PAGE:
Others seem to have taken the question to be asking whether it is practical to store mains electricity in viable quantities, which I would certainly agree is already sucessfully done at many Hydroelectric plants.
@ABCD ABCD • 29 Apr, 2011 @above, hydroelectric plant - 'storing mains electricity through increasing potential of water' - a good idea.
@hexreader,
Just spotted this link that states the theory of current flowing in a ring for somewhere between "100,000" years and "the lifetime of the universe"
May i know the source for this.
Yes acc to you, its right, but yet its not been developed yet. But truely a good idea.
Where you speaking about this too : Superconducting magnetic energy storage - Wikipedia, the free encyclopedia ??
@narayana murthy • 29 Apr, 2011
praveenscience
Hey what about lead acid batteries? There are many such ones storing a maximum amount of values. I have seen batteries storing 110V DC... 😲
here itself had a limit 110v is not a matter if we take houses they need 230v a.c so i am saying storage is possible but we can't store large amount of energy
@PraveenKumar Purushothaman • 30 Apr, 2011
narayana murthy
here itself had a limit 110v is not a matter if we take houses they need 230v a.c so i am saying storage is possible but we can't store large amount of energy
What if I say 3V DC??? 😛
@narayana murthy • 30 Apr, 2011
praveenscience
What if I say 3V DC??? 😛
lol its too small power
@PraveenKumar Purushothaman • 30 Apr, 2011 Man!!! Its just me saying I have seen that to my knowledge... There may 10000V DC batts exist...
@Ramani Aswath • 30 Apr, 2011 If electricity is already available as such, there is meaning to storing it. However if it is being generated by burning a fuel or in a water turbine , it is much simpler to not produce it at all, thereby conserving fuel or water for use when the demand is more.

The one reason to store electricity is when the load fluctuates too much. In such a case it can make sense to generate at a constant rate, store the excess during the lean load period and release this during peak load period. The trouble is that as of now AC cannot be stored. It has to be converted to DC and stored in batteries and converted back to AC. This is rather wasteful (overall efficiency ~60%) and expensive at present.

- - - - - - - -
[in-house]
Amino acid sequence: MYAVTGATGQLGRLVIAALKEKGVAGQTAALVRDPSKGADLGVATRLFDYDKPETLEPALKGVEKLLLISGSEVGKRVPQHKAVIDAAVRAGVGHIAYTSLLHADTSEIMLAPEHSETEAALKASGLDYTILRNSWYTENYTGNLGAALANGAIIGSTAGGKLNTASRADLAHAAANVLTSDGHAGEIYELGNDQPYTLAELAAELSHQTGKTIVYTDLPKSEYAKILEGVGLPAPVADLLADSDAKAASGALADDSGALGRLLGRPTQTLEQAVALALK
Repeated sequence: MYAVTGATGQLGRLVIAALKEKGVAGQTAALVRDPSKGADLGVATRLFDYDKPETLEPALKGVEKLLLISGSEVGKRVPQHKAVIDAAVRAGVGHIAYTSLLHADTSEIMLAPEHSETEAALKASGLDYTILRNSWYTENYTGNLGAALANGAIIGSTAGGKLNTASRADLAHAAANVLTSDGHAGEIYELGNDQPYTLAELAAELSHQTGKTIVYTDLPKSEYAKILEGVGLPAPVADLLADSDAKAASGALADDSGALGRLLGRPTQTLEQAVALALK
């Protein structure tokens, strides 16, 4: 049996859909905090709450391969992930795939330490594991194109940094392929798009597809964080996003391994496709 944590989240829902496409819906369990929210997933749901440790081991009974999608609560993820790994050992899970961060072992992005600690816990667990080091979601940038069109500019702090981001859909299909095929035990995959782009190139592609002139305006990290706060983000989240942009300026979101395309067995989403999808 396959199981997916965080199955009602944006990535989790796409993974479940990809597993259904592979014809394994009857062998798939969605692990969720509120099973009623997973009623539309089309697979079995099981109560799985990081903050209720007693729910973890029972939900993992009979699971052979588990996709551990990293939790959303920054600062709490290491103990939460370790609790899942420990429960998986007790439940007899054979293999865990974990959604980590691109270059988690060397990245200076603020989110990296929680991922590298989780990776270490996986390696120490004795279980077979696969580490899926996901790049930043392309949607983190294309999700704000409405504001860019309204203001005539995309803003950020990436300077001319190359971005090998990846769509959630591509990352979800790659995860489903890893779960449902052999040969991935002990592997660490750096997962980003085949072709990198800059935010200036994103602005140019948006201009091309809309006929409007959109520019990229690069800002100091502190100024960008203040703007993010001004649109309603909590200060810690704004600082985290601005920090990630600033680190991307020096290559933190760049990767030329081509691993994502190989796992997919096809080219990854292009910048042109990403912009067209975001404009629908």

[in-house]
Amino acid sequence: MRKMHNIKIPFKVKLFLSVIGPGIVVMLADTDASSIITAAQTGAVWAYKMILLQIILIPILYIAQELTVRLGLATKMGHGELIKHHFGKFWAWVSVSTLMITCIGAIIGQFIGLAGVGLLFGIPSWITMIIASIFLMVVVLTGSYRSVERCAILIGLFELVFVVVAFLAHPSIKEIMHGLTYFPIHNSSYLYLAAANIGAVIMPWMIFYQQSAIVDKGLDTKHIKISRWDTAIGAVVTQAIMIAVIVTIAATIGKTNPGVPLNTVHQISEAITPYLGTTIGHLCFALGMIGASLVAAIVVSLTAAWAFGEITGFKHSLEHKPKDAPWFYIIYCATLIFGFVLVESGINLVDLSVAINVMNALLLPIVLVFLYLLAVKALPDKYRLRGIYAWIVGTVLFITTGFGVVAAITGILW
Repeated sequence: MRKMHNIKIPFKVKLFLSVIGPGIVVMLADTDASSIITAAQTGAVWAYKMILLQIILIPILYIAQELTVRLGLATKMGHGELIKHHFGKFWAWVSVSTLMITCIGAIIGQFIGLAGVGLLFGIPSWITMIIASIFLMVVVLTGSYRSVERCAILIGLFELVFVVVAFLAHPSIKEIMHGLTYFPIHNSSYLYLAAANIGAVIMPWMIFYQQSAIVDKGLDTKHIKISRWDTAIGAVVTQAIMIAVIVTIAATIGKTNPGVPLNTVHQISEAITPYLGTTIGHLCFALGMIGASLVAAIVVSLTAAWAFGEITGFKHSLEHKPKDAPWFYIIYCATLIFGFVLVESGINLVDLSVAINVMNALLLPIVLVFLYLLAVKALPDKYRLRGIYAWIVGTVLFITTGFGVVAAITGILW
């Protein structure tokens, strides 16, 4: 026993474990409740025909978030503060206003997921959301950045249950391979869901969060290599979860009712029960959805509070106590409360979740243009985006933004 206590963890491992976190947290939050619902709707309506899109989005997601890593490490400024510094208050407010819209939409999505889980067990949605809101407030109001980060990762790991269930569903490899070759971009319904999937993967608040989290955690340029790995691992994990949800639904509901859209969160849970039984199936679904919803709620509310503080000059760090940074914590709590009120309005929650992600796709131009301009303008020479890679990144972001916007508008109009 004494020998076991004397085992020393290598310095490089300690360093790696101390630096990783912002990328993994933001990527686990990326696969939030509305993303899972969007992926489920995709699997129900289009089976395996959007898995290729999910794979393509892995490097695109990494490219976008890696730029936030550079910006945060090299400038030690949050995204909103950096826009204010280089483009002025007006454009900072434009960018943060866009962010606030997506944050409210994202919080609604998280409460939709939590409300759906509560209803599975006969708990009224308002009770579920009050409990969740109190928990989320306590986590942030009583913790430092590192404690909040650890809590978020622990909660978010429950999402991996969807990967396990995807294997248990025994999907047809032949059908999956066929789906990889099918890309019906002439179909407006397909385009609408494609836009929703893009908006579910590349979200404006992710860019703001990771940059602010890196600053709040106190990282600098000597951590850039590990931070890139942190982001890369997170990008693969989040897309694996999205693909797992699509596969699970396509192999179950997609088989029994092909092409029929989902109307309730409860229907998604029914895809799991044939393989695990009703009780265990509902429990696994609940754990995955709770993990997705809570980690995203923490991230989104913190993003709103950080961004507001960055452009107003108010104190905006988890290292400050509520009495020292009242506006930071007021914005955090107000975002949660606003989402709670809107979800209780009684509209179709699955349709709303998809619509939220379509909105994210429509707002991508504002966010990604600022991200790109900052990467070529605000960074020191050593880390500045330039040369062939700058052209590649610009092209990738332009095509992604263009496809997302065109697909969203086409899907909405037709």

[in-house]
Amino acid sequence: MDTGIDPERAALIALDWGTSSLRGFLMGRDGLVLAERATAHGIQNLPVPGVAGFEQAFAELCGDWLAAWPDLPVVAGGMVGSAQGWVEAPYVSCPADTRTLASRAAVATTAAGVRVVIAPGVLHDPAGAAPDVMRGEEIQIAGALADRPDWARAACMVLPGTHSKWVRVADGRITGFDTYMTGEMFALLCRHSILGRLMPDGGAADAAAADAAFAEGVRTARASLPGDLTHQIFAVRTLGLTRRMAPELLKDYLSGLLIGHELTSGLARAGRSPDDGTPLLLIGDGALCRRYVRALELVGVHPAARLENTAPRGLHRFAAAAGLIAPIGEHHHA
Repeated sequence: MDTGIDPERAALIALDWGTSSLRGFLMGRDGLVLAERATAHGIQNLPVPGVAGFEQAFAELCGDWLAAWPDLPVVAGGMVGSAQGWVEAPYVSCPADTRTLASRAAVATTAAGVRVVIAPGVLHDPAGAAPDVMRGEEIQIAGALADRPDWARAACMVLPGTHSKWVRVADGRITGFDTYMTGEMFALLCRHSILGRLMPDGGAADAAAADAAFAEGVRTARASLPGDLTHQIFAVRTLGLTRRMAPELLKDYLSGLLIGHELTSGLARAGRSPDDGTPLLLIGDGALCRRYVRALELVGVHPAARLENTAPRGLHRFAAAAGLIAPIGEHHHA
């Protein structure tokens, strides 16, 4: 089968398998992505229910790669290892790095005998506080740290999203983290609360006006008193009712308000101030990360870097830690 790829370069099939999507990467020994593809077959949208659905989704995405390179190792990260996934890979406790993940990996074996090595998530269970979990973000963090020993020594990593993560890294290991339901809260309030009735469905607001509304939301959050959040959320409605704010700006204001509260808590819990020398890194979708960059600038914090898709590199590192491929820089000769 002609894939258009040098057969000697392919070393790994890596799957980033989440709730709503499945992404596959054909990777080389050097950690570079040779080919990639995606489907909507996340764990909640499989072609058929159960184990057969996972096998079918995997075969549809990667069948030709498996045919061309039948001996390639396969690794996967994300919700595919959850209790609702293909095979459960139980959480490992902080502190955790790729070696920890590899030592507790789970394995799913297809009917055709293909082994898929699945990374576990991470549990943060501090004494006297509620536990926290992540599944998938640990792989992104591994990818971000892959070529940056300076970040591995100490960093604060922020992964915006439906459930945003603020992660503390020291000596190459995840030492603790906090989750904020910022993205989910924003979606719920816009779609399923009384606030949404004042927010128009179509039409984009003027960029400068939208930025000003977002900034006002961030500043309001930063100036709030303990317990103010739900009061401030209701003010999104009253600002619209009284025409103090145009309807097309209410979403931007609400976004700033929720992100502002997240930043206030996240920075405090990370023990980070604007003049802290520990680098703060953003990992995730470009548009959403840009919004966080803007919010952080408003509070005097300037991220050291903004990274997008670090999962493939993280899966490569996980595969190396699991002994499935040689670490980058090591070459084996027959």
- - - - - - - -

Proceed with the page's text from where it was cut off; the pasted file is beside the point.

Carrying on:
Bioramani
@gaurav.bhorkar • 30 Apr, 2011
narayana murthy
here itself had a limit 110v is not a matter if we take houses they need 230v a.c so i am saying storage is possible but we can't store large amount of energy
Connecting batteries in series adds up the voltage. Making higher voltage rated batteries is not an issue I guess.
@PraveenKumar Purushothaman • 30 Apr, 2011
gaurav.bhorkar
Connecting batteries in series adds up the voltage. Making higher voltage rated batteries is not an issue I guess.
Rightly said... What if I make 10 110V DC batts in series and produce 1100V DC??? NM, please answer... It is possible and it is sufficient to run an AC, Fridge, Heater at the same time!!! 😛
@Ramani Aswath • 30 Apr, 2011
praveenscience
Rightly said... What if I make 10 110V DC batts in series and produce 1100V DC??? NM, please answer... It is possible and it is sufficient to run an AC, Fridge, Heater at the same time!!! 😛
What perhaps has to be looked at is the volt-amp-hours. At home we use a 200 amp hour 24 volt battery back up for the inverter. If you have to run common appliances 220 VAC inverter becomes a must. The batteries cost Rs.20,000 and have to be replaced every three years.
Back up power is not cheap. Also, when the power is resumed after a shut down such inverters (Now in almost every home in Bangalore) all come on together creating an artificial high load on the grid.

A scary option is nuclear power.

Bioramani
@PraveenKumar Purushothaman • 01 May, 2011 Finally the conclusion is we have to accept the fate and cannot have a backup power of our own! 😔